Impact of the introduction of a colposcopy service in a rural South African sub-district on uptake of colposcopy.
Participation of women in the full cervical screening process has been assessed in several studies, mostly in developed settings.[5-8] They too have shown problems in accessing colposcopy services. No studies were found examining attendance rates at South African colposcopy clinics and the follow-up of women with abnormal smears. A 2010 Cape Town study predicted that the increase in cervical screening and the number of lesions requiring follow-up was likely to outpace the growth of colposcopy services in South Africa.  The Overstrand sub-district is centred on Hermanus in the Western Cape Province, South Africa. The population of approximately 80 000 people is served by seven clinics and a district hospital (unpublished data). The primary healthcare (PHC) head count for the Overstrand healthcare facilities was 214 941 patients in 2007 and 300 216 in 2009, an increase in patient numbers of 40%.
The regional referral and tertiary referral hospitals are both 120 km from Hermanus. In August 2008, a local gynaecologist was recruited to set up a colposcopy service at Hermanus Hospital to lessen the problems of transport for referred patients.
This study was done to determine whether the establishment of a district hospital colposcopy service in the Overstrand sub-district has improved uptake of colposcopy among women who require it, compared with referring them for colposcopy at a distant secondary or tertiary hospital.
Study design and subjects
Colposcopies at Hermanus Hospital were initially booked fortnightly from August 2008. After a year, the service was taken over by another gynaecologist, who was appointed on a sessional basis to do weekly colposcopies. An elderly, 'retired' colposcope from Tygerberg Hospital was used; it was later replaced by a new basic colposcope costing approximately R60 000. Colposcopies were performed using the existing diathermy machine with disposable large loop excision of the transformation zone (LLETZ) loops and customised smoke-extraction specula. The cost of histological examination of the LLETZ specimens was approximately R1 000 per patient. Each patient was given a follow-up appointment to see the gynaecologist in the outpatient department a month later for histological results. Forms were designed to send to referring clinics with colposcopy findings and follow-up instructions.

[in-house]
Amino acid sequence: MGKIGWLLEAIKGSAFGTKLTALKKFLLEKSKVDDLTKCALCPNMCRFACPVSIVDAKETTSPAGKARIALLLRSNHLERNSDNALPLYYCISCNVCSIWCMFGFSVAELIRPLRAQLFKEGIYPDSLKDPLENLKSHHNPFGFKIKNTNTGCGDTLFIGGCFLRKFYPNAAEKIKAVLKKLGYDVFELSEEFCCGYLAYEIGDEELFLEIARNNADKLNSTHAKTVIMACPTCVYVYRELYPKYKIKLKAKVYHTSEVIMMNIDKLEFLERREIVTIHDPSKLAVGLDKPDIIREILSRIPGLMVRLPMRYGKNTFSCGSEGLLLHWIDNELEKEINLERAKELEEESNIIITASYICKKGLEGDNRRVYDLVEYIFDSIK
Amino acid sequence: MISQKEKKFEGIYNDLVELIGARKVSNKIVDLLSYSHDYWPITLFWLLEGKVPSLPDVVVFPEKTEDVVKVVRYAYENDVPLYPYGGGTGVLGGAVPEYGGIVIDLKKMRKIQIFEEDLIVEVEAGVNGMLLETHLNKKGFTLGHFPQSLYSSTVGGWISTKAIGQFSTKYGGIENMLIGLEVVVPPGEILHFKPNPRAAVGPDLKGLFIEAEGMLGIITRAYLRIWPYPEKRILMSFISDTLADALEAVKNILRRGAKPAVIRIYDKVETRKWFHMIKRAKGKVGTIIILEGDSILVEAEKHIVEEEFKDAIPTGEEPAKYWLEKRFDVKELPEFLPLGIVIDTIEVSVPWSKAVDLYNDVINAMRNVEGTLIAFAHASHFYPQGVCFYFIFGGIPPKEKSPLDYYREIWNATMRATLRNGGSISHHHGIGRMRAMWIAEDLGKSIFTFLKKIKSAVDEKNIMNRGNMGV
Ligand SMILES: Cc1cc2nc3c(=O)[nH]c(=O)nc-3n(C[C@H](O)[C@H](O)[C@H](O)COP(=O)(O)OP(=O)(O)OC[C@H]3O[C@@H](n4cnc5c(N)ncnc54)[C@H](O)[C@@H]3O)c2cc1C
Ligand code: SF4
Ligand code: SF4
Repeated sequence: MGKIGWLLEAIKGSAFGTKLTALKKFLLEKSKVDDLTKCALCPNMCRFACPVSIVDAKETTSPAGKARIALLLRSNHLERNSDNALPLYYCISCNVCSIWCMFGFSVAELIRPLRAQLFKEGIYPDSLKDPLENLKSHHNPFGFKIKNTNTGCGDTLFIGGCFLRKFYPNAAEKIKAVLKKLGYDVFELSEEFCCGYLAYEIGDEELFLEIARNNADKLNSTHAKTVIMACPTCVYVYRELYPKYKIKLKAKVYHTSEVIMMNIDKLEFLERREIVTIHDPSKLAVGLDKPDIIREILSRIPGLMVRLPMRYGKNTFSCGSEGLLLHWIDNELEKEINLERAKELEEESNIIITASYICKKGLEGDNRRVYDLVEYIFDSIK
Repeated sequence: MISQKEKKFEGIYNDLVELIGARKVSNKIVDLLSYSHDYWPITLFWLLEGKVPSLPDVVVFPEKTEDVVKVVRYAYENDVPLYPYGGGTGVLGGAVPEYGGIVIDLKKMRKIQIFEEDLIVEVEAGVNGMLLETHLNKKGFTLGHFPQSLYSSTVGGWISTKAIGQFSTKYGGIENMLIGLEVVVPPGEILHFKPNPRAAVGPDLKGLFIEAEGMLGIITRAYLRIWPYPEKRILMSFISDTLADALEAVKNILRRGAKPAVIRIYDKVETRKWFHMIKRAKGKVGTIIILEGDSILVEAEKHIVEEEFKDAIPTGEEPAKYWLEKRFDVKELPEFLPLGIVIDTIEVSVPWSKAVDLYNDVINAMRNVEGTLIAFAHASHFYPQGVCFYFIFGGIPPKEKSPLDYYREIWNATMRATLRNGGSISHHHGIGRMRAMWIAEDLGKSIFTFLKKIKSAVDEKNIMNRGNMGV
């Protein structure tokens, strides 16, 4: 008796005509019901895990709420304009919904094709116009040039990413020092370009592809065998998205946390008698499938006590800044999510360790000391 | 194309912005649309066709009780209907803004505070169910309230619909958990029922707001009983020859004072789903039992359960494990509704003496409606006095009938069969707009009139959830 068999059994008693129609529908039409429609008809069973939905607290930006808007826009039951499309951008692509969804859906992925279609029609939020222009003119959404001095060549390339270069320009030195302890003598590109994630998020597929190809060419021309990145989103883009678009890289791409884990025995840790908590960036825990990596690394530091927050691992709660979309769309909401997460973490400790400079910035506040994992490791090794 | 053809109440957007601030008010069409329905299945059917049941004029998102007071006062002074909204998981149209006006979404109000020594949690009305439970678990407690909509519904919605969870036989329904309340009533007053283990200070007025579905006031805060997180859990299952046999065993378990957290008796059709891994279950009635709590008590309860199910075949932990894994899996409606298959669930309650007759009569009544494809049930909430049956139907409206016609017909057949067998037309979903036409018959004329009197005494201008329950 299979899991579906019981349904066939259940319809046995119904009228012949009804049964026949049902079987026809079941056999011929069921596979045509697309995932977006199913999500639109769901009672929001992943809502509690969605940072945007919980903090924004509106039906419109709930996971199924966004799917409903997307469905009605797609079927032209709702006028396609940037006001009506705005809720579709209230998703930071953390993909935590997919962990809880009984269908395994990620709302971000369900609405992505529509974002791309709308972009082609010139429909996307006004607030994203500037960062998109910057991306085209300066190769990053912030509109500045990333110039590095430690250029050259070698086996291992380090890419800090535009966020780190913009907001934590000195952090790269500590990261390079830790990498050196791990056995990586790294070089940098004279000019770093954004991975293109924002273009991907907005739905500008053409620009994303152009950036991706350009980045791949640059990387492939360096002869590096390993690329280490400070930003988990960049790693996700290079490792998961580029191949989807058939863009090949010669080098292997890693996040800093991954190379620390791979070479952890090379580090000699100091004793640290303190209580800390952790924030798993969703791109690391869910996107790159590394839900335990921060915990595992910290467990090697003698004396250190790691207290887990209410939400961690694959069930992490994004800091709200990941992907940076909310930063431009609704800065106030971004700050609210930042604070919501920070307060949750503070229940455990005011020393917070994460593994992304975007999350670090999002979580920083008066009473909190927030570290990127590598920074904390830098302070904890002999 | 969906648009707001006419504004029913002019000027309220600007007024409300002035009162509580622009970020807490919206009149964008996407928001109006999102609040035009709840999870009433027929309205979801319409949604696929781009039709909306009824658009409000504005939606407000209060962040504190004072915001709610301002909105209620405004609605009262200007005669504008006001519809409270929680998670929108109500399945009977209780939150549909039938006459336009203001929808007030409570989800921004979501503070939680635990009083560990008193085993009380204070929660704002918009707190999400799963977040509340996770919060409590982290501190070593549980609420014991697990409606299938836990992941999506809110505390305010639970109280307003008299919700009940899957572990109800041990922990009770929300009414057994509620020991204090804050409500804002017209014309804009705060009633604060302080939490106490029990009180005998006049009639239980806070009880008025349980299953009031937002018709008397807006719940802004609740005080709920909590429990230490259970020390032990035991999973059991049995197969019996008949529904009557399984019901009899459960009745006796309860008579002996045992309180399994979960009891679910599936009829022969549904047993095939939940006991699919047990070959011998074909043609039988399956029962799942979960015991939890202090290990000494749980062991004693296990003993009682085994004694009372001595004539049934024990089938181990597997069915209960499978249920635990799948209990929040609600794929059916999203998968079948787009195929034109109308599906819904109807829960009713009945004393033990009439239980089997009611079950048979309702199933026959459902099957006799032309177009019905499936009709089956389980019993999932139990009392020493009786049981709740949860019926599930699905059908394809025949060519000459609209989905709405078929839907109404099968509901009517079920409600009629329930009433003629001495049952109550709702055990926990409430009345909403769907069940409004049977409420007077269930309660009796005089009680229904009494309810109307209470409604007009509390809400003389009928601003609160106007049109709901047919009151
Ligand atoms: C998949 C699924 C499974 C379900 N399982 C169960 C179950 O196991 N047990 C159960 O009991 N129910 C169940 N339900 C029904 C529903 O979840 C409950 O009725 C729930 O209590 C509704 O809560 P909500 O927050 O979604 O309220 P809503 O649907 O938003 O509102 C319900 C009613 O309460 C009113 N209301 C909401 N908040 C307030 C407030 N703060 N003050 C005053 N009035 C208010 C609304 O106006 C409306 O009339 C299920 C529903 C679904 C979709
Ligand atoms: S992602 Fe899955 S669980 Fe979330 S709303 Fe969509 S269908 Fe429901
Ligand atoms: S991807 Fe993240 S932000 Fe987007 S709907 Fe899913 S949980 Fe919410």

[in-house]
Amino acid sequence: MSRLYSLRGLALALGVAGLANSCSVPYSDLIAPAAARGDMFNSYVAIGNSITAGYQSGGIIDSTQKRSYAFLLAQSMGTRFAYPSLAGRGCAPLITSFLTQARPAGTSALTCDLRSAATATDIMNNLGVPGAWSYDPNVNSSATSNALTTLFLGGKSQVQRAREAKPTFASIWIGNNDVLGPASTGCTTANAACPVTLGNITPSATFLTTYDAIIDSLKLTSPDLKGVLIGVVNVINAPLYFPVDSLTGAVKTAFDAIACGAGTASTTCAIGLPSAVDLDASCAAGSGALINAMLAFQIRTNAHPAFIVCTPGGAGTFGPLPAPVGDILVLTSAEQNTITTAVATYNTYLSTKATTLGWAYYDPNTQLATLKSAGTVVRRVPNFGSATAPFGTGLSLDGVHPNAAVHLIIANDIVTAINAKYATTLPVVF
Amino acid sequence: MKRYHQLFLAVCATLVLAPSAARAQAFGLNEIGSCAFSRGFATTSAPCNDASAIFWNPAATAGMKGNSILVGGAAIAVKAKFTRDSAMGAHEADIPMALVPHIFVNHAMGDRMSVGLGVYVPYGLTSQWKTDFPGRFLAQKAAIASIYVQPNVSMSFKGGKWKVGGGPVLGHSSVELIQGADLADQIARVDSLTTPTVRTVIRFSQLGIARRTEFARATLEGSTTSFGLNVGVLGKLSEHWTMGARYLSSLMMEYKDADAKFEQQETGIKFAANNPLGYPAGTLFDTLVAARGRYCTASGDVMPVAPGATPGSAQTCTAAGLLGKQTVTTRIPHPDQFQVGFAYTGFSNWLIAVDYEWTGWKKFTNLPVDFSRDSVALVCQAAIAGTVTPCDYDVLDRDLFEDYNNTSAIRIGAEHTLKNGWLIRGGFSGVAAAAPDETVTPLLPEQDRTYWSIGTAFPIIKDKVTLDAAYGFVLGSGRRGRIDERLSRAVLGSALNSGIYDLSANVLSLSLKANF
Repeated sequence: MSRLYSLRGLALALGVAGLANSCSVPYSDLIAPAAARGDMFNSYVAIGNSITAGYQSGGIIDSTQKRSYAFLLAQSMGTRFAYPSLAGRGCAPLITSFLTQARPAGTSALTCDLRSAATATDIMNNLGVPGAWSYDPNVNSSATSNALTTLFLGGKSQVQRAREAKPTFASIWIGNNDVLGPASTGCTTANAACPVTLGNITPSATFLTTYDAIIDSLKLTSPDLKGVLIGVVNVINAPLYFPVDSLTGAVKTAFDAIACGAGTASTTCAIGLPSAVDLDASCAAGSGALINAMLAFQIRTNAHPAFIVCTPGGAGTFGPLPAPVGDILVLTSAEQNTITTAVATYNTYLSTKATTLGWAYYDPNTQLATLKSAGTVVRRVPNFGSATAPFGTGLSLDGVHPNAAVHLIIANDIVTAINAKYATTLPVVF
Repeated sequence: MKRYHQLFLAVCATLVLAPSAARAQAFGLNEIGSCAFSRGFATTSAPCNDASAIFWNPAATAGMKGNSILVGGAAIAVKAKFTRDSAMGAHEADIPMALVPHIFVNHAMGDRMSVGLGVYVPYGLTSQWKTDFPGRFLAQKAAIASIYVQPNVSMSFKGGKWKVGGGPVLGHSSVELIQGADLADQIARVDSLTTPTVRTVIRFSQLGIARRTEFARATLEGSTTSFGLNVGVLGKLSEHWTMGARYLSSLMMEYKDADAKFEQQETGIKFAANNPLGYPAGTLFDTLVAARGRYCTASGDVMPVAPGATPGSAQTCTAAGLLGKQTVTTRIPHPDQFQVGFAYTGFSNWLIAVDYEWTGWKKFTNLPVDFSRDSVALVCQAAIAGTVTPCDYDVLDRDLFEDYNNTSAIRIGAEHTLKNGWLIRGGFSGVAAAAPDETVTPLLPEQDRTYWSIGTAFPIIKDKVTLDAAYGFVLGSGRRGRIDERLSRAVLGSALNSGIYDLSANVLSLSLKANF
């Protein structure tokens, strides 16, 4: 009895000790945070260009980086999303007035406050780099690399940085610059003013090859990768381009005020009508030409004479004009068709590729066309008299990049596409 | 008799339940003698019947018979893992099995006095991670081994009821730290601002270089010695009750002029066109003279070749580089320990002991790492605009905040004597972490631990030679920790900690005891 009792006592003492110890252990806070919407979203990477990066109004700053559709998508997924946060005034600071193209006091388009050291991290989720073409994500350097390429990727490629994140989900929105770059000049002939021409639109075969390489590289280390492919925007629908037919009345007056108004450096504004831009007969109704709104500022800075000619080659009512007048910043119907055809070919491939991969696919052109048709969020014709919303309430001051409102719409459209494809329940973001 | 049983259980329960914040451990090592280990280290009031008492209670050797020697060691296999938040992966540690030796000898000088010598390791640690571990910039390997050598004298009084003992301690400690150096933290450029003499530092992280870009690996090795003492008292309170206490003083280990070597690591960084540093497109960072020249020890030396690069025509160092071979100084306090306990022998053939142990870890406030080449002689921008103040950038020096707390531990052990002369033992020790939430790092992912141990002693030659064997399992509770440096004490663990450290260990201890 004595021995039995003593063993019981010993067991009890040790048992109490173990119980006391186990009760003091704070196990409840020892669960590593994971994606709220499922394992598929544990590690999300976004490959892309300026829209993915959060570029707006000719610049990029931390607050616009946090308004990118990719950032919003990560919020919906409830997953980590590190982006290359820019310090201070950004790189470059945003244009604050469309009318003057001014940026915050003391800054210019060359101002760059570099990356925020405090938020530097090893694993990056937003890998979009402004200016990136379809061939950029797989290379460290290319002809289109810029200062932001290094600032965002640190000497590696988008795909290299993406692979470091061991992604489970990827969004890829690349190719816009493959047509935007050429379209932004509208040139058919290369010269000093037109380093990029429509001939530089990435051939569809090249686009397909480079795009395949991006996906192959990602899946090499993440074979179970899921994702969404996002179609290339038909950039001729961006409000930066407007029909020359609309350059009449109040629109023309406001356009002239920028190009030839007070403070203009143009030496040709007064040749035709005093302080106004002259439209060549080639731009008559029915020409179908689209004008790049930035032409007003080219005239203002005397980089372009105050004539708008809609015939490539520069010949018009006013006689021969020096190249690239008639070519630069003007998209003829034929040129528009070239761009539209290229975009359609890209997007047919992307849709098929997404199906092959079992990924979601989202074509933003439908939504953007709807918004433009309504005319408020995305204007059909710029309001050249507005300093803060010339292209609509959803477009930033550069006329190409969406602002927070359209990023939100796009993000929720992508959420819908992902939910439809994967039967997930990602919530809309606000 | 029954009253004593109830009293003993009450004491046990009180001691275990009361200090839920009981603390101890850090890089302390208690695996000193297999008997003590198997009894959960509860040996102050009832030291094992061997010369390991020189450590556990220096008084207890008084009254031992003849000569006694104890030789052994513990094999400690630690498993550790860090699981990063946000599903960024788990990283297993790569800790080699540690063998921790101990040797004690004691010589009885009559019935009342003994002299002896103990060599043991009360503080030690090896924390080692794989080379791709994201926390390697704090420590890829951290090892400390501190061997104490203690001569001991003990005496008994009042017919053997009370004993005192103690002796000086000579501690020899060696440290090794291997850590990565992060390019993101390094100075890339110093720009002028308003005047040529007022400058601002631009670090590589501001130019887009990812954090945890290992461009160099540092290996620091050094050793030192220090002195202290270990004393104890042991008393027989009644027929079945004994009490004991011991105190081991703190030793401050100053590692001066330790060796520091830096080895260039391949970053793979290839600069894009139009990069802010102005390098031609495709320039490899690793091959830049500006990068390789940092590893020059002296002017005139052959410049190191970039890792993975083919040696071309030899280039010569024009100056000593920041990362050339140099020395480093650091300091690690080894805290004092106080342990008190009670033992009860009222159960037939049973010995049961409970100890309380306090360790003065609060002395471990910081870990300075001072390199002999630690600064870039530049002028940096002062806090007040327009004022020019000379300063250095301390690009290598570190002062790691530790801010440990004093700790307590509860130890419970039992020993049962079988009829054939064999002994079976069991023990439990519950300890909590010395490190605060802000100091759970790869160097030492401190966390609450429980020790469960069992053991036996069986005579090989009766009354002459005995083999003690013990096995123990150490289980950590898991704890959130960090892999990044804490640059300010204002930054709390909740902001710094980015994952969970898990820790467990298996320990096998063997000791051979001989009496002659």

A retrospective double-group cohort study was conducted. The cohort comprised women utilising government health services in the Overstrand and booked for colposcopy. The first group comprised women booked for colposcopy at distant referral sites in 2007 (Tygerberg and Worcester hospitals), before the introduction of a local colposcopy service. The second group comprised all women booked for colposcopy in 2009, after a colposcopy service had been established in Hermanus. Data were not collected from 2008, as for a time all three sites were used.
All cervical cytology results from the Overstrand for 2007 and 2009 were obtained electronically from the National Health Laboratory Service at Tygerberg Hospital, Parow, Cape Town. Details of all patients with atypical squamous cells of undetermined significance (ASCUS), human papillomavirus (HPV), low-grade squamous intraepithelial lesions (LSILs), high-grade squamous intraepithelial lesions (HSILs), atypical glandular cells of undetermined significance (AGUS) and suspected cervical carcinoma (Ca) were extracted. The medical records of all patients who had HSILs, AGUS or Ca, and of those with LSILs/ASCUS/HPV where colposcopy was recommended on the cytology report, were reviewed.
The medical records were checked to find the HIV status of each patient, whether she had returned and had received the cytology result, and whether colposcopy had been booked. The colposcopy site and appointment date were recorded. Evidence of the patient having received colposcopy was sought in the records and whether or not she had remained in care.